For artist Amy Genser, paper is pigment. The Connecticut-based artist cuts, rolls, and arranges countless tubes of mulberry paper mounted to Masonite boards to produce vibrant reef-like canvases. The tightly rolled papers perfectly mimc the forms of sea coral that appears to grow organically in every direction across (and on the sides of) each canvas. Since we last explored her work several years ago Genser was commissioned to create a massive 150 ft. mural for the Nemours/Alfred I. duPont Hospital for Children and has exhibited all across the US and Europe with Elisa Contemporary Art and Galerie NUMMER40. You can see more of her recent work in her portfolio.
PAPERMEALS is an ongoing series of culinary animations by Melbourne-based production studio yelldesign. Each brief clips sees a variety of papers turned into banana splits, bowls of ramen, or even a plate of pasta with meatballs. Certain sequences and techniques seem to be inspired somewhat by PES, namely his short film Western Spaghetti. You can see a few more over on Vimeo. (via Sploid).
The Perch Light by London-based architect and designer Umut Yamac sits perfectly at the intersection of form and function: the bird-shaped light is made to look like a folded origami creation that’s illuminated from the inside. Made from actual synthetic paper, the elegant light is counterbalanced and rocks back and forth at the slightest touch or disturbance in the air. Yamac originally designed the light in 2014 as a limited edition of 20, but recently created a new chandelier-style configuration called the Perch Light Family for Moori that launched at Salone del Mobile in Milan. (via Cool Thing of the Day)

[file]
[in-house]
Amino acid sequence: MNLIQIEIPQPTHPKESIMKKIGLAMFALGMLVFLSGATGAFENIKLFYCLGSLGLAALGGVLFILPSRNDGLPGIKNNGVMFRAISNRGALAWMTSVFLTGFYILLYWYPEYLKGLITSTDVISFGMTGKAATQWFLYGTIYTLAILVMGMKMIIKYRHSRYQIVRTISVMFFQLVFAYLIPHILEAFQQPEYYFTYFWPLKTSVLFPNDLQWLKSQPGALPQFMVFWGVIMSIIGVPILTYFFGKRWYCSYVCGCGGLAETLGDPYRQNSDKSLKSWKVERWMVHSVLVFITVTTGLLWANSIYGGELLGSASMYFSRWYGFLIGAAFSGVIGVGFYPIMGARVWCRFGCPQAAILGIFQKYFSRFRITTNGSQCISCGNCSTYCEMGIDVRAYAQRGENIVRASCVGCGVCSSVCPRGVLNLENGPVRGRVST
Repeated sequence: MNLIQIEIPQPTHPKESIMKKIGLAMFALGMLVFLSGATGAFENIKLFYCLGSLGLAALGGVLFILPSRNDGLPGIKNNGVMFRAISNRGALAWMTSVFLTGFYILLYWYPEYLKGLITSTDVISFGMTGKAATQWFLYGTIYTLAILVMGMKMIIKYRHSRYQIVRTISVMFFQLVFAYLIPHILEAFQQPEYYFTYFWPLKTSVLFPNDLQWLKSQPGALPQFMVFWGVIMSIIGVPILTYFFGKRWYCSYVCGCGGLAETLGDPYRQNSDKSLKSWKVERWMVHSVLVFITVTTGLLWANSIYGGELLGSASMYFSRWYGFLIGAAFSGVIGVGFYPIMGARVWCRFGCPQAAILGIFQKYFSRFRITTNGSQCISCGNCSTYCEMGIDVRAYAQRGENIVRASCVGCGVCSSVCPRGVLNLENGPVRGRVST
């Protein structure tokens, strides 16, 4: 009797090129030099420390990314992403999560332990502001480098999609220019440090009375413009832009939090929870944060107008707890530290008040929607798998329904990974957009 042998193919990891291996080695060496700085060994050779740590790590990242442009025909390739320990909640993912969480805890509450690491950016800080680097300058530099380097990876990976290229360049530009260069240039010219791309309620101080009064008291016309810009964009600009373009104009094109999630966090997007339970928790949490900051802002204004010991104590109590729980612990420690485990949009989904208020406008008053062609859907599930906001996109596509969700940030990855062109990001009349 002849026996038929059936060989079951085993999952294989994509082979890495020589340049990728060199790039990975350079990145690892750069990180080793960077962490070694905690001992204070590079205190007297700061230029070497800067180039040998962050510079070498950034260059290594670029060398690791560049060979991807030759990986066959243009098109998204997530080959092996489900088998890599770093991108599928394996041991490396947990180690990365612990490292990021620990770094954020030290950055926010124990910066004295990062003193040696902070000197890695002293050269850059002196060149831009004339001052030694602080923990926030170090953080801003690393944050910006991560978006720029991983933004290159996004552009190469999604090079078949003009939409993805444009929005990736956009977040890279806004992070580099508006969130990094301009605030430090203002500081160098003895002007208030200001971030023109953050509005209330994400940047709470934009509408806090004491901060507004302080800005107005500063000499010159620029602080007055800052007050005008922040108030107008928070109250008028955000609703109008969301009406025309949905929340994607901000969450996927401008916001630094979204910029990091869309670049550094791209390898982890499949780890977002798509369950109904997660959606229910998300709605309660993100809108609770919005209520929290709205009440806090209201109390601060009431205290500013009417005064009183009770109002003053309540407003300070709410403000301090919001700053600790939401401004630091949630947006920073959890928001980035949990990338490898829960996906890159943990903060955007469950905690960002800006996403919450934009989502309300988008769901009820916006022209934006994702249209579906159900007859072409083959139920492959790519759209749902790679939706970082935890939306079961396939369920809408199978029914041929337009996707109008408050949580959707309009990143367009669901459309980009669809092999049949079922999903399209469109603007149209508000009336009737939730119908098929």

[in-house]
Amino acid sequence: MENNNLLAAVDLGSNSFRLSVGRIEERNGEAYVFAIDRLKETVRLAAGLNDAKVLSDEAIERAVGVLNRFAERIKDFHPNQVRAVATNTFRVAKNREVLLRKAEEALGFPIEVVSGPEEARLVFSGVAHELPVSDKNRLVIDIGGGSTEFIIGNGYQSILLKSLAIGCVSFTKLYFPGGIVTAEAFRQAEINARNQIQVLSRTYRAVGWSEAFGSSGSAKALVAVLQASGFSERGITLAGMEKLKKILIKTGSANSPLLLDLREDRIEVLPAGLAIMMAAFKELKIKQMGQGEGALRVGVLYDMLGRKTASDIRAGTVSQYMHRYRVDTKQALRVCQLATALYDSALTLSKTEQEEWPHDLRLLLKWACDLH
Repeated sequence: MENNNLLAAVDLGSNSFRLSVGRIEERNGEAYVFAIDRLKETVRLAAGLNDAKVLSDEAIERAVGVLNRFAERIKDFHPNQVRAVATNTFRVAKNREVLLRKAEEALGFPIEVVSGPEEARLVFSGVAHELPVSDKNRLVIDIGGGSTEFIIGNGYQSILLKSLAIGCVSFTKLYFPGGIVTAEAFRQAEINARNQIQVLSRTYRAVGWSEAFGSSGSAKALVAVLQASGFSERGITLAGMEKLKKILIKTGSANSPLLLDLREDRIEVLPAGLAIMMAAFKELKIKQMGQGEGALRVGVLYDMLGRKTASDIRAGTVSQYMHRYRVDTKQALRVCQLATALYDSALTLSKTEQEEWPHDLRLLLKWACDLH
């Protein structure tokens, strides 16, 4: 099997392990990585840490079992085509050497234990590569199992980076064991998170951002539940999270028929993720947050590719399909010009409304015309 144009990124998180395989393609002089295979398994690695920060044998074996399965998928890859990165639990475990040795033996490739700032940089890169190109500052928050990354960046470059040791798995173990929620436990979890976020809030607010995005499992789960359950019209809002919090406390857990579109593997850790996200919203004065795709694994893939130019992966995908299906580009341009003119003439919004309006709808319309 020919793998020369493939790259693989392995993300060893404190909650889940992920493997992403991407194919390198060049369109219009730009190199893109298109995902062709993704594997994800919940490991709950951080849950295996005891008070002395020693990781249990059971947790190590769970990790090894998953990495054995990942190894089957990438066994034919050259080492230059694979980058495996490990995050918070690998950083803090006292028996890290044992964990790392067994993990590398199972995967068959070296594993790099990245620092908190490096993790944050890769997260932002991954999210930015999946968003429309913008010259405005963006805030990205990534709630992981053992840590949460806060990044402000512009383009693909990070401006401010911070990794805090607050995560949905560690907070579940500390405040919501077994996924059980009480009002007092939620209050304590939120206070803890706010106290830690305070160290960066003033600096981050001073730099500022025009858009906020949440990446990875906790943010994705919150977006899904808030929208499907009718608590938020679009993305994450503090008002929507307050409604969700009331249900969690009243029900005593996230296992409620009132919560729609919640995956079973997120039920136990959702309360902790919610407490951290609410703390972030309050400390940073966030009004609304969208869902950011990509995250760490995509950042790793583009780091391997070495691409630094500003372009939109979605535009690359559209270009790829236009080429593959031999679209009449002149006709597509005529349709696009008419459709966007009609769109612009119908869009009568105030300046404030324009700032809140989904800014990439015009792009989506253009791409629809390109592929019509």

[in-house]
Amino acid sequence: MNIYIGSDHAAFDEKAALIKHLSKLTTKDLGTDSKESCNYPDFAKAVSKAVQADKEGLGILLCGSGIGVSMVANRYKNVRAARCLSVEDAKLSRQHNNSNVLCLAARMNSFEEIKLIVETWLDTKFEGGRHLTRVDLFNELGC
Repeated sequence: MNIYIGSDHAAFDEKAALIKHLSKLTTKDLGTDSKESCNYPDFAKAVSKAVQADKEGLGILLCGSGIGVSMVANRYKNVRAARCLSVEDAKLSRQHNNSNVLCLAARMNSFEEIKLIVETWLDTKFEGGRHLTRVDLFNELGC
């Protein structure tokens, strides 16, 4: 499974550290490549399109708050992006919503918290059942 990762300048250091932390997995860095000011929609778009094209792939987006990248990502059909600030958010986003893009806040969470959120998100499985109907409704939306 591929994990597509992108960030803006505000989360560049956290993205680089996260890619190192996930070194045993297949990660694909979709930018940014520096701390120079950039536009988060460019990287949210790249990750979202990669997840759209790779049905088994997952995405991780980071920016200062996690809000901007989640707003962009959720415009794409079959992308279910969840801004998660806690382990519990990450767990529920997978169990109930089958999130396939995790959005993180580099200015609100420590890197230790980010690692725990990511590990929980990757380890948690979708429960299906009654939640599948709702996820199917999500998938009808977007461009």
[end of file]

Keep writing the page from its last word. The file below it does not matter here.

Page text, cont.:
Seattle-based paper artist Kate Alarcón has an uncanny ability to turn paper materials into lifelike flowers and plants. Alarcón works primarily with European crepe paper in various weights to create delicately rippled petals, stems, and has even perfected techniques to craft convincing succulents. She shares all of her creations on Instagram and occasionally offers workshops if you’re in the Seattle area. (via Lustik)
Sculptor Polly Verity interlocks domes, orbs, and other curved structures by strategically folding large sheets of paper. The result of these intricate manipulations is landscapes of patterns that seem to rise effortlessly from their 2D material. Her works tesselate from one shape to the other, repeating both hard-edged and curved shapes throughout the folded sculptures. You can see more of these dexterous forms on her Flickr and Instagram.
Mademoiselle Maurice (previously here and here) recently produced the mural “The Lunar Cycle” in collaboration with the French Mathgoth Gallerie, a temporary piece that pays tribute to the hundreds of residents who were temporarily uprooted due to the upcoming demolition of the building. Composed of 15,000 colorful origami birds, the piece forms the cycles of the moon against the dark background of the wall and covers over 21,000 square feet of space—making it the largest urban mural ever created in Paris. Each origami is painted after folding using a solution deemed “Maurigami” by Mademoiselle Maurice, making the pieces nearly indestructible. You can see more of her original origami-based murals on her Instagram and Facebook. (via Faith is Torment)